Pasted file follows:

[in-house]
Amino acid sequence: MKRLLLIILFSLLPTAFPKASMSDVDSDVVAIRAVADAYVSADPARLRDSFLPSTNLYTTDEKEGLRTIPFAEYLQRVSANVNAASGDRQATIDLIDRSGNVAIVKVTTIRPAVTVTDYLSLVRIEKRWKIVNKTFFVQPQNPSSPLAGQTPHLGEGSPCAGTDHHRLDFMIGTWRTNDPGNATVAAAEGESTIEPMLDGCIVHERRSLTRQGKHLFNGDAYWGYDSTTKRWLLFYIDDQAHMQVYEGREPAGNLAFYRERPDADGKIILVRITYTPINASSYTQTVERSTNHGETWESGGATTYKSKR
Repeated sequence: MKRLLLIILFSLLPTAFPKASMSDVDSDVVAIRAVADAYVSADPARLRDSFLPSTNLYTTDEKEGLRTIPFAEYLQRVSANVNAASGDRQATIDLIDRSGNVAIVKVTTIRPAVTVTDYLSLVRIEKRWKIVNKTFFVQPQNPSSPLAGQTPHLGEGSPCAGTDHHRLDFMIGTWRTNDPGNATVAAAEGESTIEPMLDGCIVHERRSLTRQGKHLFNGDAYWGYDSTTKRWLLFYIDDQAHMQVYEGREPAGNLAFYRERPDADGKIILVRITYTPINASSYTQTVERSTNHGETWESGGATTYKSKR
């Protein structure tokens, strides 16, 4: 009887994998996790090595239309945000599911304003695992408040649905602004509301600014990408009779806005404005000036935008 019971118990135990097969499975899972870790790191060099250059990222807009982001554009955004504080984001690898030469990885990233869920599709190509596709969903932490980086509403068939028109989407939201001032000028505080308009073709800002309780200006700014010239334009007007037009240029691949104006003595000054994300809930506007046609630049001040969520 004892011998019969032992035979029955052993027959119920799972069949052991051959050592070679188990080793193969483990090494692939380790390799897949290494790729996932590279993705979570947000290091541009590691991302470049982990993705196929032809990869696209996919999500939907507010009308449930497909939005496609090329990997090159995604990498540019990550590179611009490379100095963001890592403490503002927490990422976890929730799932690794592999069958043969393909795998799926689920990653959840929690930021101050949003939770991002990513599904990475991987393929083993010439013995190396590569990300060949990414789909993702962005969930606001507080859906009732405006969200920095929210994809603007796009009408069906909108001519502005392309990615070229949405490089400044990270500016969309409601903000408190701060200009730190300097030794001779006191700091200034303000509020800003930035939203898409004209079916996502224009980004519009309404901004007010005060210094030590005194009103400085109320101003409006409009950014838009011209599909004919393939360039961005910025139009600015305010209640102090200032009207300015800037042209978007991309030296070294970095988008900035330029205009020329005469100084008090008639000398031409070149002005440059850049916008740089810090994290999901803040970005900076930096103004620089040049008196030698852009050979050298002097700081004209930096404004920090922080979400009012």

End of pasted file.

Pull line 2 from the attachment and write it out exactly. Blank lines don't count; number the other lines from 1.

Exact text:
Amino acid sequence: MKRLLLIILFSLLPTAFPKASMSDVDSDVVAIRAVADAYVSADPARLRDSFLPSTNLYTTDEKEGLRTIPFAEYLQRVSANVNAASGDRQATIDLIDRSGNVAIVKVTTIRPAVTVTDYLSLVRIEKRWKIVNKTFFVQPQNPSSPLAGQTPHLGEGSPCAGTDHHRLDFMIGTWRTNDPGNATVAAAEGESTIEPMLDGCIVHERRSLTRQGKHLFNGDAYWGYDSTTKRWLLFYIDDQAHMQVYEGREPAGNLAFYRERPDADGKIILVRITYTPINASSYTQTVERSTNHGETWESGGATTYKSKR